Extell lands $500M inventory loan at Central Park Tower

Project’s original mezzanine loan was set to mature

Central Park Tower and Extell's Gary Barnett
Central Park Tower and Extell's Gary Barnett (Extell, Wikipedia/Percival Kestreltail)

Extell Development got a $500 million condo inventory loan from JP Morgan Chase, secured by apartments at Central Park Tower, according to publicly available documents. 

The bank, which is also the construction lender on the project, structured the funds as a mezzanine loan, according to the lending document. Such loans are not usually secured by real estate but by ownership interests in a development.

But in this case, the collateral for the loan is 87 apartments at the luxury building, representing about half of its inventory — all unsold when the loan was made.

The project’s original $380 million mezzanine loan, provided by Sail Harbor Capital and Boston-based hedge fund Baupost Group, carried an interest rate of 14 percent and was scheduled to mature in June at the latest.

The financing has received little attention to date, perhaps because it was erroneously recorded as being only $5 million. An Extell executive signed for the loan in late January. The company did not return a request for comment.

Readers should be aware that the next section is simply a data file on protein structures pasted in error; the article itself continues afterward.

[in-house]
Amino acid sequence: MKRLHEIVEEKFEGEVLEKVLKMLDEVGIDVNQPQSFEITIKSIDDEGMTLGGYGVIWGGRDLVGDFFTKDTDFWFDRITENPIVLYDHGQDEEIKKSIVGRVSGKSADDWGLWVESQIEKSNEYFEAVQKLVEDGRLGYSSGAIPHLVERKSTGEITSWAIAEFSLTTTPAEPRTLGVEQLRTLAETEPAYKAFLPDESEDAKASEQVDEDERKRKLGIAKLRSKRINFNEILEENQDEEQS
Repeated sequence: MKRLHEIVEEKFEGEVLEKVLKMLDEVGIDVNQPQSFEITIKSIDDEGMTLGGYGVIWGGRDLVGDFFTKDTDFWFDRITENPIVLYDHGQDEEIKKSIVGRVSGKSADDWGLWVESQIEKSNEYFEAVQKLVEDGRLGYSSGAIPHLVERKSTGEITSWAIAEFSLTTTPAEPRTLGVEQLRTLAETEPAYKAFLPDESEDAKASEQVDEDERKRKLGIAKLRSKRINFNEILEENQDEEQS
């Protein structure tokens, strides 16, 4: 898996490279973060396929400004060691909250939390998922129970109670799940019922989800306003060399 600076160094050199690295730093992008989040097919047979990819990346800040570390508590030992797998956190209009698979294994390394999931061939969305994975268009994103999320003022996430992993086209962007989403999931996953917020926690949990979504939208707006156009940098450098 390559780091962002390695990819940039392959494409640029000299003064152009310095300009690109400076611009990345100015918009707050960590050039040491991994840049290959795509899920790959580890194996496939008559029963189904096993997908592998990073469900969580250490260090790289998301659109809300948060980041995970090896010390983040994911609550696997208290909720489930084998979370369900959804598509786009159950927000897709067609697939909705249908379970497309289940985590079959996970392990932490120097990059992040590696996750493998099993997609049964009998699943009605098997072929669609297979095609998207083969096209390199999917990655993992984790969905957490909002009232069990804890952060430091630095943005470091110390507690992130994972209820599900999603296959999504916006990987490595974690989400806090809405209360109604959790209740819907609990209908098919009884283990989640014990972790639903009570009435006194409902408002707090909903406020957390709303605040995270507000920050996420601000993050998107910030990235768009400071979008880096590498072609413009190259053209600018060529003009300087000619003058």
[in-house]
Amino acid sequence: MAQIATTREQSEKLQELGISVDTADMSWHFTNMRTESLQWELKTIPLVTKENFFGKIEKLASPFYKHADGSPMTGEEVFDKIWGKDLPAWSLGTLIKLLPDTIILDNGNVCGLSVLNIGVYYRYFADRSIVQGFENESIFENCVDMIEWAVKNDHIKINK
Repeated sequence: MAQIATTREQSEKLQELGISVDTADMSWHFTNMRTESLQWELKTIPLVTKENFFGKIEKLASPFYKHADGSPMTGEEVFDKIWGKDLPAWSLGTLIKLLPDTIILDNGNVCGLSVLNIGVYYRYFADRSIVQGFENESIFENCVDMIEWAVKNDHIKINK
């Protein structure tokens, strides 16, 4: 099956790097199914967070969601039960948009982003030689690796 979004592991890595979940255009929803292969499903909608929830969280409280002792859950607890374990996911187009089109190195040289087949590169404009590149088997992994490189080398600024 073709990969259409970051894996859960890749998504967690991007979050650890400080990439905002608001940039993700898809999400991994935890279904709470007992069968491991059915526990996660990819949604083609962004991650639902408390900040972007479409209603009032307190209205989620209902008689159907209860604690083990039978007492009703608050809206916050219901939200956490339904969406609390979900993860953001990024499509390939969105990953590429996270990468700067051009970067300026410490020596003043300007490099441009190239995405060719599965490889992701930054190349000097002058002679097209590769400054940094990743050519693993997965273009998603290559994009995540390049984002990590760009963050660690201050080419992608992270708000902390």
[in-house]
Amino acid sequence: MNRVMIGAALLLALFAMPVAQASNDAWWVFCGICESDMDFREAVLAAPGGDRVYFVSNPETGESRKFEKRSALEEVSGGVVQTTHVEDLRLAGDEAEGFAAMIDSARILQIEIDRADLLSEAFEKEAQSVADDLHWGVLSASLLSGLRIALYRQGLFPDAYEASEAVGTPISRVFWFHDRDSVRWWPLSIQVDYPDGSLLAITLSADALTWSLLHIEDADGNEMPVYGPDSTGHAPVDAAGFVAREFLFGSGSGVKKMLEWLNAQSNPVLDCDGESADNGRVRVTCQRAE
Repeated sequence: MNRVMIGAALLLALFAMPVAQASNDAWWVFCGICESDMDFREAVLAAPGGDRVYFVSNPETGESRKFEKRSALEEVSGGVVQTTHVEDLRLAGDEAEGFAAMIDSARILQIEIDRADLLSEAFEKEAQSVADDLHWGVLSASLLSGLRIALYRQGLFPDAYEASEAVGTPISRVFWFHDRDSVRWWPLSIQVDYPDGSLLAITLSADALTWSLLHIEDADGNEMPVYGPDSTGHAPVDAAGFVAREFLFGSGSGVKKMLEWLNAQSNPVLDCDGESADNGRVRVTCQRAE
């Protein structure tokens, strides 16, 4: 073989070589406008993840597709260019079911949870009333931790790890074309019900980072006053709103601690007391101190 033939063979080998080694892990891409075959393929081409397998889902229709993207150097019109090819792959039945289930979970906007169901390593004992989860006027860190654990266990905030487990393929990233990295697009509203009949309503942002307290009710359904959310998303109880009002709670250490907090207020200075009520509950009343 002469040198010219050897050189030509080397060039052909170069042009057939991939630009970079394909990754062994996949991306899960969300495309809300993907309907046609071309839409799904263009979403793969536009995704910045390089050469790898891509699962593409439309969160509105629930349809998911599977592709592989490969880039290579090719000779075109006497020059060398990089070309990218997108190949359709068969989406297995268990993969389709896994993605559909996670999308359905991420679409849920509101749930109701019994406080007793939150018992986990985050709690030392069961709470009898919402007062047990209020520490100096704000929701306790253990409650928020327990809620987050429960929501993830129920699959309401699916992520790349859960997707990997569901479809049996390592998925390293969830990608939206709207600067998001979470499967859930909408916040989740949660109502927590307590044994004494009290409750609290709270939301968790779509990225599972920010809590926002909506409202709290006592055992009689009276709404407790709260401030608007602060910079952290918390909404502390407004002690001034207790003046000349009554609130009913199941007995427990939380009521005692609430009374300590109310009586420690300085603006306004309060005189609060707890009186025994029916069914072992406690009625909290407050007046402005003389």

Sales on 81 of the building’s 179 units have closed, according to Marketproof, with two more in contract — one of which was asking $63.5 million. The building, at 217 West 57th Street, has generated revenue of $1.6 billion, about 40 percent of its forecasted $4.1 billion sellout price, although Extell CEO Gary Barnett admitted last summer that that target was too ambitious.

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Barnett has been selling units at a healthy discount to their 2017 offering-plan prices since at least the fall of 2021.

Baupost declined to comment on whether its mezzanine position was retired by JP Morgan’s larger loan. Sail Harbor could not be reached.

As rising mortgage rates have slowed home sales, prices for luxury real estate have softened in Manhattan. The trend has led to more demand for condo inventory loans, according to Seth Weissman, founder of private equity lender Urban Standard Capital.

“Due to slower condo inventory absorption caused by volatile market conditions, developers expecting to carry projects longer are generally looking for more runway,” said Weissman.

Unlike senior loans, mezzanine loans do not trigger mortgage recording tax, a loophole which legislators have tried to close, but which real estate interests have fought to preserve.

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